Paying for child support when your only source of income is from social security is a primary concern for older or disabled parents. This is certainly understandable, considering that the average social security benefit is a little over $1,100 per month. While government benefits such as social security and unemployment are not exempt from child support garnishments, the amount of support is largely based on the parents' available income. In addition, there are specific rules for how child support is deducted from each type of social security benefit. These benefits include social security retirement, Social Security Disability (SSD) and Supplemental Security Income (SSI).
Most people begin taking their retirement benefits at age 66 or 67, although you may be eligible to receive them as early as 62. Under the New Jersey Child Support Guidelines, these count as standard “retirement benefits”, which also includes pensions, IRAs, or any other plan specifically structured to replace your regular earnings. This amount, along with numerous other factors are plugged into a formula, from which the judge will derive a support amount. The judge has the discretion to increase or decrease the amount based on factors such as how much time the child spends with each parent.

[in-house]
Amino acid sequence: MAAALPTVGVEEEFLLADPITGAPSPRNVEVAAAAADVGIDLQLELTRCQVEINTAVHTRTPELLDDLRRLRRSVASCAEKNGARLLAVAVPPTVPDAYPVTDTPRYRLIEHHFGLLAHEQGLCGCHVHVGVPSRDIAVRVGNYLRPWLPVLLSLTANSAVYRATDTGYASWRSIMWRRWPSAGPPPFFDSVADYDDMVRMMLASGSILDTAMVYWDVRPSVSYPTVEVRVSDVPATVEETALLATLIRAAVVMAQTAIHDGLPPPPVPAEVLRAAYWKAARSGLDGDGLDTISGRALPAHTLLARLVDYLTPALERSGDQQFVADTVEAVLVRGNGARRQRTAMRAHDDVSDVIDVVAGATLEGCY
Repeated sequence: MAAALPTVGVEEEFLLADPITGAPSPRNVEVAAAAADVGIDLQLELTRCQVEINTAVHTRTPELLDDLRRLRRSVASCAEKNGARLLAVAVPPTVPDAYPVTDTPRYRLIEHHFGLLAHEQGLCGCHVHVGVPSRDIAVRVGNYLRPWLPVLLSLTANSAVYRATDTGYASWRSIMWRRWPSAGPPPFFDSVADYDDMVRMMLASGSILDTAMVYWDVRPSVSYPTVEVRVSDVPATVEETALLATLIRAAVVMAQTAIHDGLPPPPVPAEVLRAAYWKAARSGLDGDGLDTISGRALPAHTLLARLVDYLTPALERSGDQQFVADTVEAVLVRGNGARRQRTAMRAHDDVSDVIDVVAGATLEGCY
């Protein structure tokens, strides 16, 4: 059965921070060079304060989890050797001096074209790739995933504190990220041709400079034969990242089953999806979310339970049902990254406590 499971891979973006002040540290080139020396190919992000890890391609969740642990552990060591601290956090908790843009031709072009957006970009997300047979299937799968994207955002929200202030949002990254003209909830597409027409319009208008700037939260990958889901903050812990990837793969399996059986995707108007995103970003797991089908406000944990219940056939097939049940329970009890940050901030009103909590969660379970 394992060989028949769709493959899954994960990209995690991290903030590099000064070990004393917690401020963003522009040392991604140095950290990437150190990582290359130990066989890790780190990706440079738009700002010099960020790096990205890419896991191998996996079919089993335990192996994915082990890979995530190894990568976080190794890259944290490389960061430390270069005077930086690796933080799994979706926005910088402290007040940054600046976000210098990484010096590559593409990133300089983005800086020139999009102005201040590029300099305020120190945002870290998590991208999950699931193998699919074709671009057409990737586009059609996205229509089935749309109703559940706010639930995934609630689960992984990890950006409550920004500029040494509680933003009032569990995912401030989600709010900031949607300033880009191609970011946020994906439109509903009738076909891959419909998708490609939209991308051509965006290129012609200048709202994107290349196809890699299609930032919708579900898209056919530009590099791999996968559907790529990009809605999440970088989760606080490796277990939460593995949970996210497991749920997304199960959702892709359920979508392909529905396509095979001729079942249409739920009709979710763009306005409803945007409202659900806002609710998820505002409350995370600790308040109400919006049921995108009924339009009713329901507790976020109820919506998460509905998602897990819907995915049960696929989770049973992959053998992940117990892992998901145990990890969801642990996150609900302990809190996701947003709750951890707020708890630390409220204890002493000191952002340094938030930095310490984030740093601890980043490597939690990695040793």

There are separate guidelines for Social Security Disability, which is meant to replace lost income for an individual who can no longer work due to disability. One important thing to understand about SSD is that it's always paid to the custodial parent, even if he or she is not the one who's disabled. Even more important, this amount must be deducted from the standard child support amount, regardless of which parent is disabled. This has unfortunately led to some disabled custodial parents being short-changed on the amount of support, thereby causing financial hardships for both the parent and the child. The parent can, however, petition the court for a deviation from the standard Guidelines in order to avoid extreme unfairness.
Unlike retirement and SSD, Supplemental Security Income is not eligible for child support garnishment. There are three reasons for this: 1) SSI is not funded by Social Security taxes, but rather by general tax revenue; 2) SSI is meant to only provide qualifying individuals with basic needs such as food and clothing. 3) Like food stamps and Section 8, SSI is a “means tested” benefit, which means that it's only available to those with little to no income. Thus, if your only source of income is SSI, it is understood that you would not have the resources to pay child support
For more information on child support calculations, please speak with the experienced family law attorneys of Villani & DeLuca, P.C. Our lawyers include a matrimonial law attorney, as well as divorce mediators and collaborative divorce attorneys. They will be happy to answer all your child support-related questions including paying for college, support order modifications and grounds for child support termination. Please schedule a free initial consultation with one of our attorneys.